Following the collapse of British contracting giant Carillion, Tim Haynes considers some of the practical changes that could help reduce the risk of another contractor getting into the same position.
Much consideration has been given recently to the state of the UK construction market, with its low productivity, low investment and low take up of digital levers that might benefit all stakeholders.
The UK construction market is highly fractured, runs on marginal profits and in the case of many large construction firms, accountable for every financial blip to their shareholders. There are a number of factors at play in the current financial climate that do not help these matters. In a short-term focused world where cash is king, value is often lost. Margins are cut still further to secure work, often predicated on gains from future change. This approach filters down the supply chain putting huge pressure on managing the finances at the cost of creative thinking, trialling and adopting innovation and long-term training of the workforce. This is then underpinned by the cyclical nature of construction that does not countenance long-term investment as companies battle to survive in the here and now.
With the advent of Brexit, perhaps now we can look to our own procurement laws to engineer better outcomes for the industry
Through our experience in dealing with disputes, we believe that a shakeup of the procurement process is needed. The market is characterised by clients awarding projects based upon cost and not value. The cost/quality score is generally not effective as most bidders are able to respond to the client’s list of ‘exam’ questions – the reality is the spread on median quality scores is generally low leaving the winning tender to be awarded on cost. At this stage, there is no way to offset the cost score with the creation of long term value that includes the operation of the new asset. We need a new approach to ensure that only the right partners are chosen, ones that will deliver long-term value to their clients, employees, the public and other stakeholders.
With the advent of Brexit, perhaps now we can look to our own procurement laws to engineer better outcomes for the industry. Making better choices in the procurement phase of projects may go some way to perfecting the situation.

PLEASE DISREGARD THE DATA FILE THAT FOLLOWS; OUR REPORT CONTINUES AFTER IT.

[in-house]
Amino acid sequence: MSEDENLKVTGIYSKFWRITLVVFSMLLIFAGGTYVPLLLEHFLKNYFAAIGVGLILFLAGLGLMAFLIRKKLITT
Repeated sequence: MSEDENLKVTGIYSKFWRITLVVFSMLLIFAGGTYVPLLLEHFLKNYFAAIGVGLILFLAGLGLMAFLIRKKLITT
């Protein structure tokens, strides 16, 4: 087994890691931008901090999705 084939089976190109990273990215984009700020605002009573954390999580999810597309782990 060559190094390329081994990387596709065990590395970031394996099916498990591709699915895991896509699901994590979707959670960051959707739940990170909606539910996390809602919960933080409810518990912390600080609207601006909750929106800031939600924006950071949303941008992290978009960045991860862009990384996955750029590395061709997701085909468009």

The public sector needs to take a lead in driving for better outcomes for our industry and continue to search for the delicate balance between value-based acquisition models versus short-term profit taking by the construction supply chain
More careful thought needs to be given by clients when assessing the risk of contractor failure, beyond what is perceived as the current and scant financial checks that are undertaken. Broader considerations as to the bidding entity’s wider portfolio of commitments need to be brought into play; surely, we should learn from the mistake of continuing to award Carillion packages of significant national interest despite warning signs.
This may be further improved by the introduction of an independent review process during the tender stage. In the cut and thrust of tendering and contract negotiations, especially on complex projects, either party and sometimes both can make erroneous assumptions or misunderstand their obligations as they both jockey for position.
From our experience, we believe there is great merit in bringing in an independent reviewer to test both parties’ aspirations from the contract process and thus ensure that all principal parties know what they are signing up to. This would tackle at the root the underlying cause of many disputes, delays and overruns with the result of significant financial stress placed on the contract that reduces collaboration, innovation and creativity.
The majority of oil, gas, power and utilities operators retain commercial and contractual advisors throughout the life cycle of the project to ensure they are getting advice on how best to manage contentious issues to avoid escalating costs and the prolongation of projects.
The public sector needs to take a lead in driving for better outcomes for our industry and continue to search for the delicate balance between value-based acquisition models versus short-term profit taking by the construction supply chain.
This requires an openness about costs, greater flexibility in contracts and a shared recognition that each participant – main contractors, subcontractors and suppliers – need to make a reasonable profit to sustain the development of their long-term businesses.
Tim Haynes is partner and head of UK operations at HKA